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Feb
2
revised Word Choice: Starting a sentence with “If not too long ago”
added 243 characters in body
Feb
2
answered Word Choice: Starting a sentence with “If not too long ago”
Feb
2
comment English equivalent for “Don't burn your house to smoke out a rat!”
That's a good one. AFAIAC, following the tradition of the English language plagiarizing elements of other languages, hence on, Don't burn your house down to smoke out a rat shall be an English idiom.
Jan
31
answered The use of comma before 'and'
Jan
31
comment Is this type of conditional sentence used by native speakers?
I am not comfortable with that. For a future proposition/possibility, I would write/say, If my m-i-l came tomorrow, I would spend all day cleaning the house. Alternatively, floating the predicate into retrospective past: If my m-i-l were coming the next day, I would have spent all day cleaning the house.
Jan
31
comment Rankings out of integer and a half?
The term is half-integers: en.wikipedia.org/wiki/Half-integer.
Jan
25
comment 'likely' and 'probable'
To the downvoter, perhaps you don't like Statistics? english.stackexchange.com/questions/235234/…
Jan
24
comment Word to describe something which exists both in the mortal world and the afterlife?
Transcendental?
Jan
24
comment What are these “[verb]-ing” forms called?
It's been asked at least a couple times before. .e.g. english.stackexchange.com/questions/170336/…
Jan
18
comment on your desk or at your desk?
On the wall is a nearly an idiomatic use. When you look at a notice board tacked with all kinds of memos, and you can't see your memo - then someone yells at you to say, "Your memo is underneath the poster. Someone has tacked a poster on top of other people's memos." Despite that the notice board being vertical on the vertical wall.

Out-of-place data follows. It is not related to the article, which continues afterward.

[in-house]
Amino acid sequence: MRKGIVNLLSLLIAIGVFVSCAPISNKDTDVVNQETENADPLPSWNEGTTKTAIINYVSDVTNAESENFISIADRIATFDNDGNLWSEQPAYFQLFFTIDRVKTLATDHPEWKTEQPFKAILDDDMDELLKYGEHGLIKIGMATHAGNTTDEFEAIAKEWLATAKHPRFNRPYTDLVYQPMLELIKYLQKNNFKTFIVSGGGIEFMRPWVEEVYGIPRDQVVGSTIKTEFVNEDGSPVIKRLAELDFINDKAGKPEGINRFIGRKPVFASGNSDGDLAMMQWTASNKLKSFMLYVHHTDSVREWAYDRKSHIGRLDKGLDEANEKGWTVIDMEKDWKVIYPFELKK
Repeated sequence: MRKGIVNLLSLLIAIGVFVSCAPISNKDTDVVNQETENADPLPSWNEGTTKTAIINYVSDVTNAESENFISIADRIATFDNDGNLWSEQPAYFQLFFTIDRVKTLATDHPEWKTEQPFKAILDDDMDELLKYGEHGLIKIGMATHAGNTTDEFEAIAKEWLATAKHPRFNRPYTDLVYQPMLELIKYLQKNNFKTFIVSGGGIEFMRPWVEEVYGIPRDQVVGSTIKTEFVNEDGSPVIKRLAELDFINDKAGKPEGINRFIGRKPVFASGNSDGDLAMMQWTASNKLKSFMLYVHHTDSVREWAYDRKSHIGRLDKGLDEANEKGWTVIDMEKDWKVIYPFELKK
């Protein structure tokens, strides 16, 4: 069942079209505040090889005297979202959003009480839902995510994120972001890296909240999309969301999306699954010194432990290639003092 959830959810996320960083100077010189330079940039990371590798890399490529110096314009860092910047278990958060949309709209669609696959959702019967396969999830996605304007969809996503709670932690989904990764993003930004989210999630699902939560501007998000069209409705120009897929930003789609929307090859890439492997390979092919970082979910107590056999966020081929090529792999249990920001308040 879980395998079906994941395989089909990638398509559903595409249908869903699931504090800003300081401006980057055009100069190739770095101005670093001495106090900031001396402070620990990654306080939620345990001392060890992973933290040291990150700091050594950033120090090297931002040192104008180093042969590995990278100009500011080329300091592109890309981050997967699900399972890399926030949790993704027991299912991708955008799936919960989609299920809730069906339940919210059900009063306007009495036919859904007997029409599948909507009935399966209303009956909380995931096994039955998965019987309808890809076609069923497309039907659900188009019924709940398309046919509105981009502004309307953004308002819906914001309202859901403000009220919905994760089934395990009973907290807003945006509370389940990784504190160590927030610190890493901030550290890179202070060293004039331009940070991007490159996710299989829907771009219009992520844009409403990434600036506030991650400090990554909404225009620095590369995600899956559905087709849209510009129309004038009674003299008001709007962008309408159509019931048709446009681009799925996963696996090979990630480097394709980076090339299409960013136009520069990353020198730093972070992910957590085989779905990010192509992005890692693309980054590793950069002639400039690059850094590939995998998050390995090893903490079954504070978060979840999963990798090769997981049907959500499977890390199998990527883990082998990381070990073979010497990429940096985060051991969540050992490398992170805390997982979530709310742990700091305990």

Jan
15
comment Are there advertent mistakes?
Is it a mistake to believe that the Bible condemns homosexuality? It is a mistake and a deliberate and advertent one.
Jan
14
comment Succeed in survival?
Then, you do agree that besides the asker using the word "succeed" rather than "success" or "succeeding", there is nothing logically, mathematically, or "semantically" wrong with the sentence?
Jan
14
answered Idiom or slang to show you're scared and/or sorry
Jan
14
comment Succeed in survival?
Given that the asker's "succeed" actually meant "succeeding" or "success", any statistician who encounters the phrase "you have 50% success in survival" or "you have 50% succeeding in survival", we will have no objection to the phrases being mathematically/logically acceptable statements.
Jan
14
comment Succeed in survival?
Is it "semantically incorrect" for someone to say to his family after a long bicycle tourney, "I'm half-dead" ? Because according to you, you are either dead or alive.
Jan
14
comment What's up with the use of the word “black” in reference to skin color?
A South African born in South Africa, and so was his grandfather, and great-grandfather. Then he came to America. Is he African-American? I mean, he is not black.
Jan
14
comment Succeed in survival?
No idea what you are expounding.
Jan
14
comment Succeed in survival?
The proper way to ask is "Can someone say if the sentence above is grammatically correct?" When there is a "if" the phrase "or not" is redundant. In fact, you should simply ask, "Is the the sentence above grammatically correct?"
Jan
14
comment “I burned the toast” vs. “I've burned the toast”
Garfield doesn't think Jon is the owner. Garfield thinks he is the owner and Jon the pet. And Jon knows that.
Jan
13
comment If I didn´t live = Were I not to live?
I don't agree that one is preferred to the other. Both are contextually relevant to appropriate situations. But I shan't vote you down.